In Q3, we learned how to identify what must exist in order for a product to serve its purpose (the “minimum viable product.”)
In Product Management, we are learning how to take that MVP and match it to human constraints: The labor available to build the thing.
We had two challenges this week: Produce a “thin slice” (or, streamlined) version of our ideal app, and map it to worker days; and then trim it again, to match a constraint of 40 work days total (or: a team of 2 developers, both available to work 20 hours).
After meeting with my developer, I’d already trimmed quite a bit. But my developer had given me a wide time estimate re: how long building my flows might take.
Here’s what I learned-and-built:
I. Pad extra time around your estimates for unexpected delays
I choose to map my flows to the 1.5x padded points estimate—my developer was reasonably sure he could execute what I was looking for (cutting out my need to map the “extreme case” hours), but it’s good practice to follow the rule of projects: Something will always go wrong. So I chose a medium-padded version to be confident that my MVP banking app will be achievable.
II. Develop minimum success criteria for each task for clear milestones
My developer estimate sheet matches each screen to the hours required. My next step was to enter each capability into roadmapping software, and include logic criteria: What each screen must be able to do to be successful (in an MVP version). I tagged those criteria to each task, so my developer team would have them at hand while building.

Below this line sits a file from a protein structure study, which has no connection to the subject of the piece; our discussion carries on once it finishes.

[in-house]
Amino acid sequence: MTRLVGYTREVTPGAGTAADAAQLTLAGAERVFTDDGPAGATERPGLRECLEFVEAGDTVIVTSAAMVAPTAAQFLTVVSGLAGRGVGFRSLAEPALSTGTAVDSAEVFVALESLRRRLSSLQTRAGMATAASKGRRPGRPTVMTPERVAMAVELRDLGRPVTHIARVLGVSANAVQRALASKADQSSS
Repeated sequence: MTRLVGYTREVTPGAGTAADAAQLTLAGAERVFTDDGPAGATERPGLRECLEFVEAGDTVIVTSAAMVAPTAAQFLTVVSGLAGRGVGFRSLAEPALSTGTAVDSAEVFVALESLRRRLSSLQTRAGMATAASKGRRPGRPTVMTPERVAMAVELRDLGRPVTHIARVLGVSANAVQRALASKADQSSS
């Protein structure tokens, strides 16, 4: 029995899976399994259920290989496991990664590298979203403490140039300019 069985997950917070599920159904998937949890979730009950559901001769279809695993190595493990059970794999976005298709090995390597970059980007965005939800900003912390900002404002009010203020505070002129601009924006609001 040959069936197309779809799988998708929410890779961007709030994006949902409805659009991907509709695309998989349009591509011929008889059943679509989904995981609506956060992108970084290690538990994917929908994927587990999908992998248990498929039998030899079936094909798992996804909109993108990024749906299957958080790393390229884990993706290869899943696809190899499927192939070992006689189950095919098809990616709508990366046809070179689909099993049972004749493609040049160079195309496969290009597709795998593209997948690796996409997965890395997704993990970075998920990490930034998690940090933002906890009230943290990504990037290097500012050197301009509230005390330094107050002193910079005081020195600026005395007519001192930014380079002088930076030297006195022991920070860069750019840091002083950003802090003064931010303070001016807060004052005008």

III. Map each task to time estimate for sequencing
First, I mapped time by flow: Login, Accounts (passive: viewing), Accounts History (active: scrolling & downloading), and Deposit a Check. I included a milestone after each flow, signaling when an end-to-end experience was complete.
I sequenced the build by base-level need (i.e.: Login, followed by passive Accounts viewing, into more active actions).
I set the project kickoff to April 1, and gave my developers weekends off ;).
When mapped, it became clear that the deposit flow took nearly the same amount of time as all the other flows combined. I had mapped to flow tasks, because as a product manager, this is most intuitive for my purposes (checking to ensure sequencing is correct). But it occured to me that developers may work better looking at flows organized by person. So I also made a developer-view flow, organized by task.
Even with padded time, this estimate came under the next challenge of 40 work days. So instead of further slicing my flows thin, I had an opportunity to choose what to do with extra days.
IV. Build for function before building for feature
What to do with 7 extra developer days? In my original flows, I had financial modeling tools and a cartoon financial advisor. But in the flows above, I’d also left off error screens and retries—what happens when you try to take an action you can’t or aren’t ready to take. I chose to add in 3 error functions I’d previously cut.
Setting the parameters for error functionality (how many times can I try to deposit a check before it’s denied?) requires liasing with the bank and their guidelines. So my developer had padded estimates for these functions at 1.5-2 days each. Taken together, this got me to 39 days.
Mapping it out to the roadmap looked like this:
Here, I aslo added in V1 and V2 versions for launches: What must be included for an MVP launch (at 3 weeks), and what would nice to have for a “more complete” MVP launch (in 4 weeks), on May 1.
Again, I also created a developer view:
… And created an MVP to launch on May 1!